Back in June, I wrote a blog for the Age of Revolution project that detailed my visit to the Bowes Museum in County Durham. The Bowes Museum is one of the University of Kent’s partner locations, and part of its collection is a series of painting, prints, and objects related to Napoléon and the Napoleonic era. During my first visit I met with the museum’s Education Co-ordinator, Julia Dunn, to devise a workshop that could be delivered at Bowes for upper key stage 2 and lower key stage 3 children (approximate ages 10-12). It was hoped that we could develop a workshop that encouraged children to think about who Napoléon was and why he was an important figure, as well as to give them an opportunity to express themselves artistically using Napoleonic imagery as an inspiration. Early in November, I got the opportunity to return to the museum to see the first of these workshops in action – I was very excited to see the fruits of our labour! The workshops were led by Julia, while I was there to observe and to assist if necessary.
Upon arrival, the children were asked to colour in the French Tricolore, and to note what they already knew about Napoléon in the middle band. In most instances, this was limited to the fact that he was French, with a reasonable number of children having some awareness that he was a military figure. In short, the vast majority knew only some basic facts about Napoléon. This was perfectly understandable – I doubt that I even had that knowledge of Napoléon at age 11! It also offered a good opportunity to gauge how much the children had learned at the end of the day, to see what resonated with them and how effective the workshop had been. Interestingly, a few of them stated that he was short, which provides an example of how pervasive the myth of a diminutive Napoléon is! Once we had some idea of what the children knew about the subject, it was time to head to the galleries to begin a journey into the life of “Little Corporal”, led by Julia dressed as a “French wench” (her term, not mine, I hasten to add!).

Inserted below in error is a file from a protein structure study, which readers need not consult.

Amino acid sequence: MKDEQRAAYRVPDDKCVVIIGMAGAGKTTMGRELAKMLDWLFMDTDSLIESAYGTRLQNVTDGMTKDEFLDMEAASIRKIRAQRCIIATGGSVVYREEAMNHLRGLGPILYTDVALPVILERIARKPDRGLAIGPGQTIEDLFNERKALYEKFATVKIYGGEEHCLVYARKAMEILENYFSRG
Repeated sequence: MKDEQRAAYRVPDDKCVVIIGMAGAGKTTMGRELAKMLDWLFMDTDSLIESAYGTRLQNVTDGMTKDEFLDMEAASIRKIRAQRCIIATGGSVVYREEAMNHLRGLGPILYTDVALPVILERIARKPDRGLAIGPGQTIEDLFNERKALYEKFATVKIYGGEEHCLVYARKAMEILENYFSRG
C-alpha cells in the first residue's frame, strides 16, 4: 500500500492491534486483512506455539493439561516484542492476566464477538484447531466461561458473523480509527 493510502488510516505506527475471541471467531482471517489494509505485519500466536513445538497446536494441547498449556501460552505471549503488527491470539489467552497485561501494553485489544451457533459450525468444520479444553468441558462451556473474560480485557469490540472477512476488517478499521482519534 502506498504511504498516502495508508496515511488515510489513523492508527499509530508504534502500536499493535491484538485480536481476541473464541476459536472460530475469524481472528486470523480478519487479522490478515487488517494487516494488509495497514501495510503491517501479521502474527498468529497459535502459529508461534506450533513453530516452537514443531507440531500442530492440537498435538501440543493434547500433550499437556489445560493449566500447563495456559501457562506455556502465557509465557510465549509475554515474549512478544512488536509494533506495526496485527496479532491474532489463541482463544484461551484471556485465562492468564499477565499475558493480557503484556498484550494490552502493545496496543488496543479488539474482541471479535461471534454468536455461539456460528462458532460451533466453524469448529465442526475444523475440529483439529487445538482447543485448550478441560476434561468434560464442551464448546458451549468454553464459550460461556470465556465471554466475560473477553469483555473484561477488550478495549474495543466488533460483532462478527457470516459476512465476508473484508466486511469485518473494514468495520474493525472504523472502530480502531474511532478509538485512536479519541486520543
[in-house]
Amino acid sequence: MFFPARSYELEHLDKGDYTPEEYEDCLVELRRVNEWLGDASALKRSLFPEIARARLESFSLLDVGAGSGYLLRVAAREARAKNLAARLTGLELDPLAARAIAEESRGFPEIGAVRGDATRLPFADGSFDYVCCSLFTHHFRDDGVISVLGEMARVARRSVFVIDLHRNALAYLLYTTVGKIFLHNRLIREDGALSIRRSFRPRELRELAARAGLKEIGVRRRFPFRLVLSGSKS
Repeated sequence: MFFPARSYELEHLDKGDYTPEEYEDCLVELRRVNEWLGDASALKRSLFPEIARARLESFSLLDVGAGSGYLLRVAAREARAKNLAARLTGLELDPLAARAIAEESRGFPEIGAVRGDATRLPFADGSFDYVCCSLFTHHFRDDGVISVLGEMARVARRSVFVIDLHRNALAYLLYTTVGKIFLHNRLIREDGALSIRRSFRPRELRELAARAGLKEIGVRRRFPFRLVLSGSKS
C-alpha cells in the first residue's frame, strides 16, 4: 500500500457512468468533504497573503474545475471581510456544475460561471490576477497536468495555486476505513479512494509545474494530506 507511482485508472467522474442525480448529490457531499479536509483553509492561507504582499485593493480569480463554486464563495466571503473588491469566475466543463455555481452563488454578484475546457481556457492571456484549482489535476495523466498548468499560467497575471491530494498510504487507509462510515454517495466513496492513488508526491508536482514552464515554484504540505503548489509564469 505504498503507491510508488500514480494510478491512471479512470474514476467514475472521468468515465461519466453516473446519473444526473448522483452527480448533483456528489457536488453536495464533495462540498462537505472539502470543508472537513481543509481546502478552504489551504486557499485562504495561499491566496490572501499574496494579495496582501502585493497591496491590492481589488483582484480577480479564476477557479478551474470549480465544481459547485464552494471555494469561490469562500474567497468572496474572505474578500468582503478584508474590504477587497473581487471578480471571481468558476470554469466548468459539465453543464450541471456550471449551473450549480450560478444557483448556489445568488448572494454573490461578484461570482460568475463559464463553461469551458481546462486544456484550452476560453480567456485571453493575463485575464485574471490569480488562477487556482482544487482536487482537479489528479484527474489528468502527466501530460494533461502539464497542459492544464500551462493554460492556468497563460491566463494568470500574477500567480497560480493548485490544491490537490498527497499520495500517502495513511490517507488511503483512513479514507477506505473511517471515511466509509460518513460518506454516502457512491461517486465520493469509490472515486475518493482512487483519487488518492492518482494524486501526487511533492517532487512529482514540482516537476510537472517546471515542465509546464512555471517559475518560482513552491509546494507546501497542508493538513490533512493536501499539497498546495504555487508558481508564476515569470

The first stop was the John and Joséphine gallery on the first floor of the museum, which is dedicated to the founders of the museum, John and Joséphine Bowes. Before learning about Napoléon himself, the children were able to find out why there was a museum in Barnard Castle that had some pictures and objects related to a French political and military leader. It helped to provide context for the children’s visit to the Bowes Museum, and to give an indication that Napoléon’s importance and influence is widespread, including within the United Kingdom. As an aside, one of the rooms in this part of the museum contains a fabulous series of paintings by Nicholas Gabé based on the French Revolution of 1848. Though not a particularly well-known artist, Gabé captures the spirit of the subject brilliantly: his work The Barricade at Porte St Denis, Paris 1848 evokes comparison with Delacroix’s Liberty Leading the People, with a fearless woman leading the revolutionaries amid a pitched battle. Well worth a look if you ever have the opportunity to visit the Bowes Museum!
After learning about the museum’s founders, it was time for the children to enter the open space of the picture galleries to trace the life and career of Napoléon Bonaparte. The children were given a biographical overview of his life and times, and Julia chose some of the children to portray the key figures in the narrative. Thus, we had a Carlo and a Letizia as Napoléon’s parents, and subsequently one pupil was transformed into Napoléon, complete with military jacket, bicorne, and sabre! The first focus of Napoléon’s military career was his campaign in Italy, and specifically in Venice, as the museum’s possession of Canaletto’s Regatta on the Grand Canal provided a fantastic backdrop to the tale of Napoléon’s plundering of Venice and his denudation of the Bucintoro, the Doge’s ceremonial barge visible in the painting. Having a visual aid such as this was useful in helping the children understand that Napoléon’s ventures were on a grand scale and involved traveling to distant places to achieve his goals. To get a sense of this aspect of travel, the children marched, led by their Napoléon, into the next gallery, chanting the revolutionary slogan of Vive la France as they went. It was quite a sight to behold, and one hopes we haven’t planted any ideas in their heads should the political climate remain unstable in 10-15 years’ time!